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Unhinged is an appropriate title for a movie that’s trying to persuade those fleeing the zombie apocalypse to take a trip to the mall. In peacetime, Derrick Borte’s road rage thriller would be spring filler – the kind of movie you slip into to get out of the rain. But for a few weeks it was the only show in town – an unshoed nag with two broken legs that improbably became the star attraction on derby day.
The setup’s pure schlock. Caren Pistorius is a hairdresser with a home client list, who loses a customer when her morning school run is arrested by heavy traffic. Mother and son subsequently encounter the hulking, bloated, masculine mass of Russell Crowe, who takes exception to her impatient beeping. Pistorius doesn’t know what we know, namely that Crowe has already broken into a house and bludgeoned its occupants to death with a hammer, presumably the last word in a similar altercation. Thus our heroine becomes the target of his righteous anger, fuelled in-part by prescription drugs and mental disturbance. He steals her phone, stalks her family, and subjects them to frenzied violence, and in all in the space of an afternoon.
Borte’s movie doesn’t have the simplicity or the tension of Spielberg’s Duel, its ancestral forebear. Instead, it’s a flick built around Crowe’s extra-large performance; a turn so gleefully wide-eyed and brutish, that all other considerations, namely intellectual coherence and social commentary, fall by the way side.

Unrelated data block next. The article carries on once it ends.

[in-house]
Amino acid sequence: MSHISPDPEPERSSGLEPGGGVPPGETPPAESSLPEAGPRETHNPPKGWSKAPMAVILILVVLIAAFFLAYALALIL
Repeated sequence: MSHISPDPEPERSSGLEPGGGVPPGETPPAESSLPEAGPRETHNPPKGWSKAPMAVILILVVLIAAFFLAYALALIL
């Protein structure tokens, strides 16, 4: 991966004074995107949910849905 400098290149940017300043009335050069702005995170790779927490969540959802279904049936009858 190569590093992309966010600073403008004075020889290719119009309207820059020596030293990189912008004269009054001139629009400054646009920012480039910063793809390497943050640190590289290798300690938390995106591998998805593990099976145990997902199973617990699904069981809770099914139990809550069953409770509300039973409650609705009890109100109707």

This is less carefully plotted thriller, more stalk and slash movie, with Crowe’s bulked bastard (complete with stick on beard) shot to look a third larger than any other cast member. Is he unhinged? Absolutely. Untroubled by the need to add a dimension to his performance that might lend weight to his troubled view of society? Yes sir.
Caren Pistorius does her best as the protective mother battling to stay on the front foot, but this is Crowe’s show, and as he’s not taking it seriously, there’s very little reason for us to. Had Borte invested the movie with a little style, and given it a proper psychological underpinning, it could have been a solid thriller. As it is, Unhinged is a ripped-from-the-headlines potboiler, half-heartedly wagging its finger (if it had a finger) at our metropolitan antisocial tendencies, that will do little to convince those who see it that it’s worth the risk to their health in a time of Covid.